I know how busy the office at a school can be during lunch time. I know how busy the janitorial staff is at lunch time. Maybe the nurse does the clean up because it's quicker that way? I'd certainly rather not have PB residue hanging around on a surface my child may touch for 20 minutes while waiting for the janitor to come clean it up.

On Mar 4, 2005

solarflare, thank-you for answering me. [img]http://uumor.pair.com/nutalle2/peanutallergy/smile.gif[/img]

See, I didn't get the sense that the mom was angry. I just read it as her being concerned about the nurse cleaning herself after cleaning the pb eating child.

But then, Momma Bear did clarify how it could be seen differently than how I had read it.

I appreciate your answer though. [img]http://uumor.pair.com/nutalle2/peanutallergy/smile.gif[/img]

My Father was a custodian in the schools, so this is NOTHING against janitors, but I'm also assuming that the nurse has to clean the child as well as the eating area and I don't think it's a janitor's job to be cleaning a child - the table the child sat at, yes, but not the child him/herself. Does that make sense?

And I would think that having two different school personnel cleaning up after one child would be rather ridiculous - waste of time, energy and resources.

Best wishes! [img]http://uumor.pair.com/nutalle2/peanutallergy/smile.gif[/img]

On Mar 4, 2005

Maybe I'm projecting, I don't know.....

But, to me, what I *read* as the concern is, what if the pa child needs to be taken care of (treated) while the nurse is cleaning up pb.

Now, MommaBear, I know that as a nurse, you deal with a lot of instances where you are in contact with body fluids that may or may not cost you your health/life if you are not careful. As a nurse you take a lot of precautions.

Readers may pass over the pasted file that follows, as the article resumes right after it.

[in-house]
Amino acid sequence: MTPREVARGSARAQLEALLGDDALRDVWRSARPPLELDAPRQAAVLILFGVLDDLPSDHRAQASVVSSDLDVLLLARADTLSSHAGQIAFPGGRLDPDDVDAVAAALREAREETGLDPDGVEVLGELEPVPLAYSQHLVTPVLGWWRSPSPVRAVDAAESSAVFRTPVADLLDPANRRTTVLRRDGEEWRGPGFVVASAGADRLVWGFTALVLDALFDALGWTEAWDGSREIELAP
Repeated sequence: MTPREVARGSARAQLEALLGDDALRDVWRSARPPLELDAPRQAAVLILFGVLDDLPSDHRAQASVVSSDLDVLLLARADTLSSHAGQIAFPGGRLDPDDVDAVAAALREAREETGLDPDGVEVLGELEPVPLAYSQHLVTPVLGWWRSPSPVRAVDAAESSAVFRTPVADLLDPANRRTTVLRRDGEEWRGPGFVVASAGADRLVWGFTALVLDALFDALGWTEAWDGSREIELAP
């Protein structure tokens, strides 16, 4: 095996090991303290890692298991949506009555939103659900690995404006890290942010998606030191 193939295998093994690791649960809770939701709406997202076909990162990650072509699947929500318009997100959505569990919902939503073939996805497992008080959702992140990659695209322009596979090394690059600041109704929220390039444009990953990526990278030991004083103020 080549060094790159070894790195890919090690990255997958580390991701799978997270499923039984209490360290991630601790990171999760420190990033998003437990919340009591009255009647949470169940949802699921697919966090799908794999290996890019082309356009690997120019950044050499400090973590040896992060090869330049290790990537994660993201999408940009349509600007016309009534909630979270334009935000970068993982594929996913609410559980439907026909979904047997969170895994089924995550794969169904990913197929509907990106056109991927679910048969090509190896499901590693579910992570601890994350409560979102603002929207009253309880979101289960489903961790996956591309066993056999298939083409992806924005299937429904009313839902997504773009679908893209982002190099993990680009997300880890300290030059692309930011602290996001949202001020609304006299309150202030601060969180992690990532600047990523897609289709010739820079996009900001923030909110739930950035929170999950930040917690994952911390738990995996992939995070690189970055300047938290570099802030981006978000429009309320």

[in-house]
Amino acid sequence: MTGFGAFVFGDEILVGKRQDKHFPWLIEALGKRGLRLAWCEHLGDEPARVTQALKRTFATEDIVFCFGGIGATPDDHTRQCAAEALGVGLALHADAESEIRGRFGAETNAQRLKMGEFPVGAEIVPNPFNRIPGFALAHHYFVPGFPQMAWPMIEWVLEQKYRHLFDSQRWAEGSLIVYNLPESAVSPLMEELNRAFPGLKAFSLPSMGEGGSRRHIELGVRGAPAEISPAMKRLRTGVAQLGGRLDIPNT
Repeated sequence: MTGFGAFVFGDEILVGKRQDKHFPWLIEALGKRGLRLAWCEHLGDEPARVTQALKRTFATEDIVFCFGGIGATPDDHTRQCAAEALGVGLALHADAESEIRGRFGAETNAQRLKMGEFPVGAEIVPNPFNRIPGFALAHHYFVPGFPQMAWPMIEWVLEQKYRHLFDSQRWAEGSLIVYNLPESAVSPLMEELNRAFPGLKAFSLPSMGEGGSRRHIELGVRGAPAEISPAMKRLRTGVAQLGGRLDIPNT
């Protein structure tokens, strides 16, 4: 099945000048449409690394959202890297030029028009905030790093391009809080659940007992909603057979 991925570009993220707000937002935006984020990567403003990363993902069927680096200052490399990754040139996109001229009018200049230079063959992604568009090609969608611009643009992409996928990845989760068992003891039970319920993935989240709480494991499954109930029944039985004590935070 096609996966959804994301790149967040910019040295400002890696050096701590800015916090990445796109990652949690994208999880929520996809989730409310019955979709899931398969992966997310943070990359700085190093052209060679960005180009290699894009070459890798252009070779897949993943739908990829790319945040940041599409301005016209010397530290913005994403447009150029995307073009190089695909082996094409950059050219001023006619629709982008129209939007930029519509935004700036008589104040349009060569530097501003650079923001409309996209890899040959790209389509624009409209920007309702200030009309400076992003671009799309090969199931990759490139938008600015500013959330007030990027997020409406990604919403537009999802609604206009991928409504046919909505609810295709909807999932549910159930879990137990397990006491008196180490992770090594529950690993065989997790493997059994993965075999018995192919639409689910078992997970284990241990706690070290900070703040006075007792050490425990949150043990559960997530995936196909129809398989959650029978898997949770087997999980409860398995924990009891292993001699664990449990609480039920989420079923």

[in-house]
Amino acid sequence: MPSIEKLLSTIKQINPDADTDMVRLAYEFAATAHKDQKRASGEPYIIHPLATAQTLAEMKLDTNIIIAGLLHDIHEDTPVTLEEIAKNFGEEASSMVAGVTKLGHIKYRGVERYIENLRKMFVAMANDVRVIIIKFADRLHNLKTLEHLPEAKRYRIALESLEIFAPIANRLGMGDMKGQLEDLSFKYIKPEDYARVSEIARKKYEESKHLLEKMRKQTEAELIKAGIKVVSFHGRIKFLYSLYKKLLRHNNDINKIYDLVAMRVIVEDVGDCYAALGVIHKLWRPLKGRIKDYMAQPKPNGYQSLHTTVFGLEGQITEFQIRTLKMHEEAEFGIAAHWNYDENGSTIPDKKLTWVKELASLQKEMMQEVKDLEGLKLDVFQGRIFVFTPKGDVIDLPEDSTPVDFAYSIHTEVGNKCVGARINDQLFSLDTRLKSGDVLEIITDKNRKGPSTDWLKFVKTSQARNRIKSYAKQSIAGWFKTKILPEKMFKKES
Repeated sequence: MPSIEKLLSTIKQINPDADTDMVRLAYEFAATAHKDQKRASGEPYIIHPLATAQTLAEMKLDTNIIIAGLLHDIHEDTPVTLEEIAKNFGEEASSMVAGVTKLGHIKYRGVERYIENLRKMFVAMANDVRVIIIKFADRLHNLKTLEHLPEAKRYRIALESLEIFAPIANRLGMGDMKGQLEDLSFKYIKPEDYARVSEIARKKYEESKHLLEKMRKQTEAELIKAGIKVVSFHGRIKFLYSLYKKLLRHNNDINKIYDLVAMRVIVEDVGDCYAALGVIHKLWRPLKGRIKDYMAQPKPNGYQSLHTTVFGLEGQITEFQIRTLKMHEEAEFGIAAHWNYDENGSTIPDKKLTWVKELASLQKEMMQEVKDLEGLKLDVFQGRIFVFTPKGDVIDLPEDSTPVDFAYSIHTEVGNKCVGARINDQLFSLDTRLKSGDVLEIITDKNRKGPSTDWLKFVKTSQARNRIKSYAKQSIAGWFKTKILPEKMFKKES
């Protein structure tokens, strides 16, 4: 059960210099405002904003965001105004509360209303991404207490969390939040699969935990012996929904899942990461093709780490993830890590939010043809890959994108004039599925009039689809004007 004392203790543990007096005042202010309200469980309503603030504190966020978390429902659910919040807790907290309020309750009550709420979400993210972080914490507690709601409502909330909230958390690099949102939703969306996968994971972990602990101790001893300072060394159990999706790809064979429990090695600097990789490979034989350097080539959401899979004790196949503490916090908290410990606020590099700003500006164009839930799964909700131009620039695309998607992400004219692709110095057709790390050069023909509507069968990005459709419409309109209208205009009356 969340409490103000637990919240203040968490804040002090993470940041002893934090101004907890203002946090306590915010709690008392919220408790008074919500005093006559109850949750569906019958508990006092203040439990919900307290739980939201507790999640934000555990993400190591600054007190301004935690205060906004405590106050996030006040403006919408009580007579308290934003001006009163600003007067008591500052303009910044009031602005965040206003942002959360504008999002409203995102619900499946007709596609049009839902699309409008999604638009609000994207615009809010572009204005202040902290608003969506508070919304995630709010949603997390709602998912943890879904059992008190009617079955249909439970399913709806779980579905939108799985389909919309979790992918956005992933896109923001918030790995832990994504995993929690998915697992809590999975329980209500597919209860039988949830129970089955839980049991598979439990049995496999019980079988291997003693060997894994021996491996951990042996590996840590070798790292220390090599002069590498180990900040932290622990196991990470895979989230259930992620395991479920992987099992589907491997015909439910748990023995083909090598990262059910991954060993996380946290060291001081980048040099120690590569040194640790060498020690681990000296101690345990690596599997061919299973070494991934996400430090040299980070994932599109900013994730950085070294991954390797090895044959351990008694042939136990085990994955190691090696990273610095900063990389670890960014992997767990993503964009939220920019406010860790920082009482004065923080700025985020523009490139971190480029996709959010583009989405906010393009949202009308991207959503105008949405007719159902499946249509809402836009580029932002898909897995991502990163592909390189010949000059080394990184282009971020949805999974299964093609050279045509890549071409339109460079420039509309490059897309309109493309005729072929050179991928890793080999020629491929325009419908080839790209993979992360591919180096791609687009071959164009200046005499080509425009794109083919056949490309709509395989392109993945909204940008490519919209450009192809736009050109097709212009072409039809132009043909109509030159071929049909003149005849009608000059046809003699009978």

But, for those of us that don't deal with that as a regular part of our day we don't think in those terms. If pb is not supposed to be in the school, but an exception is being made - it seems odd that the nurses office is the place it would be - and it also seems odd that the nurse would be the one to clean it up. Now - quite possibly there is a totally legitimate reason for that choice. (e.g. the child who is eating the pb needs to be with a nurse when eating) But, in that case, under the circumstances, I think they should be explaining things to themom.

On Mar 4, 2005

Quote:

Originally posted by AnnaMarie: [b] Now, MommaBear, I know that as a nurse, you deal with a lot of instances where you are in contact with body fluids that may or may not cost you your health/life if you are not careful. [/b]

or someone else's health/life.

On Mar 4, 2005

Quote:

Originally posted by AnnaMarie: [b]Now - quite possibly there is a totally legitimate reason for that choice. (e.g. the child who is eating the pb needs to be with a nurse when eating) But, in that case, under the circumstances, I think they should be explaining things to themom.[/b]

even if it involves [b]protected information[/b]?

I'd also like to introduce the idea of *holistic nursing care*, *continuity of care*, [b]*comprehensive nursing care plans*[/b]. As well as the significance of *touch* in nursing care.